|18:50 - 19:00||Role of Adaptation Knowledge Management (in Asia & Pacific)||Dr. Saleemul Huq (Co-Chair, APAN)|
|19:00 - 19:20||Approach and Successes in Sub- Regions||APAN Partners - Climate Action Network South Asia (CANSA), SPREP|
|19:20 - 19:35||Role of APAN in Strengthening Adaptation Policies and Green Development in Mongolia||Prof. Masataka Watanabe (Co-Chair, APAN)|
|19:35 - 19:45||Perspectives on Role of APAN in Strengthening Adaptation Policies||Govt Representative from Mongolia|
|19:45 - 19:55||Q&A and Discussions|
|19:55 - 20:00||Closing Remarks||Prof. Hamanaka (Chair of the Board of Directors of IGES)|
Key points from the presentations:
“The Global Adaptation Network (GAN) and the Regional Networks” by Ms. Anna Kontorov (UNEP-DEPI)
- Provided a background to APAN and other regional networks under GAN and highlighted the importance of adaptation networks, and how they operate
- Discussed the networks collaborative partnership approach, and the lessons learnt and challenges of knowledge management, including:
- Ensuring responsiveness to real needs and demand;
- Establishing common goals and incentives
- Identifying the appropriate and most effective channels and approaches for sharing knowledge, as well as the right timing; and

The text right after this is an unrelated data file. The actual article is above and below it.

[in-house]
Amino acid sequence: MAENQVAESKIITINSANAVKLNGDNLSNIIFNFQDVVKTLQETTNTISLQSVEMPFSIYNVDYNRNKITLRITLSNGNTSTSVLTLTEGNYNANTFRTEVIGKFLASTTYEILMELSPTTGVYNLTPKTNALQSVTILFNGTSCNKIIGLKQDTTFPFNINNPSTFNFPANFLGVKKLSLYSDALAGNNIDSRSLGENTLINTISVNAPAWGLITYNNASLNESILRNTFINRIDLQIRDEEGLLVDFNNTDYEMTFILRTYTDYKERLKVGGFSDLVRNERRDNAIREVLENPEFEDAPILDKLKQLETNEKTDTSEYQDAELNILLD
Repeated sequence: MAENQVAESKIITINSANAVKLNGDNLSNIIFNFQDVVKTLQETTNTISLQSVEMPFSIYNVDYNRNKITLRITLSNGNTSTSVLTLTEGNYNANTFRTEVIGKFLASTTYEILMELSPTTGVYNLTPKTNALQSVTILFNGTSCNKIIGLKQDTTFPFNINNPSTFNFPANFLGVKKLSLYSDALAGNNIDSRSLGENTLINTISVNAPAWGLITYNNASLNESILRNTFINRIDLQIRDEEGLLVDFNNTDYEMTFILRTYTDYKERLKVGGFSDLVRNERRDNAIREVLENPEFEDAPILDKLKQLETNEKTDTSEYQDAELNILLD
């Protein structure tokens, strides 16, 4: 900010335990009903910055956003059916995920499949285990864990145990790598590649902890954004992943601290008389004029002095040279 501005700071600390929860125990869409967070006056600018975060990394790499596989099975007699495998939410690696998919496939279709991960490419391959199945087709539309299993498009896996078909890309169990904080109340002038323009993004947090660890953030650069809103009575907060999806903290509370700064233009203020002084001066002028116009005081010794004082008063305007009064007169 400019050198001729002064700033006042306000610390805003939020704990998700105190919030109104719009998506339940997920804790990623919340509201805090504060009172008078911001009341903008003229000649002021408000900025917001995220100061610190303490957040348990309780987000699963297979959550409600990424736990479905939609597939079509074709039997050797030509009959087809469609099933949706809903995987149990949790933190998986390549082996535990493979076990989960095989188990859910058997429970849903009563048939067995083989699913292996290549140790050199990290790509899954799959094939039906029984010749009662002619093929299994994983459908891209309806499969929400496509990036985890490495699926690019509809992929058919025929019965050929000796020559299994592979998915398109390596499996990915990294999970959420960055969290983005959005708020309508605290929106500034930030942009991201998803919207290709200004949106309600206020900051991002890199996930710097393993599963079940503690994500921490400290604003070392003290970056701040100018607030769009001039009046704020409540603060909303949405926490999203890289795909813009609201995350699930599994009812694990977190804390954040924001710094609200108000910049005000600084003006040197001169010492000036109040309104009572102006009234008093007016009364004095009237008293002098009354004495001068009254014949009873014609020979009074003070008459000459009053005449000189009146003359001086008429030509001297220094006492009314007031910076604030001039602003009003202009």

- Monitoring and evaluating impact and effectiveness of knowledge-sharing and networking activities.
“Role of Adaptation Knowledge Management” by Dr. Saleemul Huq (Co-Chair, APAN)
- Highlighted the need for knowledge creation from practitioners and co-generation of knowledge from the scientific community
- Underscored the role of networks in capturing this knowledge and sharing with different stakeholders and in supporting and assisting in the roll out of National Adaptation Plans (NAPs)
- The ability of networks to bring together varied groups of people and push the boundaries was identified as one of the tasks APAN has accomplished. This was acknowledged as a key role for networks.
Presentations by Prof. Masataka Watanabe (Co-Chair, APAN) and APAN Partners (CANSA, SPREP)
- Identified issues and outlined different approaches adopted by APAN partners in implementing their work on climate change adaptation.
- For CANSA, the issues include the need for informed adaptation planning, while, at the same time, facing limited information and analyses at the regional level (i.e. South Asia)
- For SPREP, the issues include expansive geographical locations for members resulting in high travel costs. The distances impact on time and training availability. The Pacific community also have to work around limited human resources and limited internet infrastructure often at high internet costs.
- Some solutions identified include improving the understanding of challenges and expectations within/from South Asian Countries and better documenting examples on issues like disaster risk reduction, trade, agriculture, and energy into policy briefs
- Monitoring the status quo on converting political will into actions and working towards generating a regional picture on agriculture, loss and damage, climate finance, equitable climate strategy, and other topics.
- Increase partnerships to research and generate more knowledge
“Role of APAN in Strengthening Adaptation Policies and Green Development in Mongolia”
- Presented a case study (short film) on how innovative adaptation knowledge and technology is helping to enhance the sustainability of the society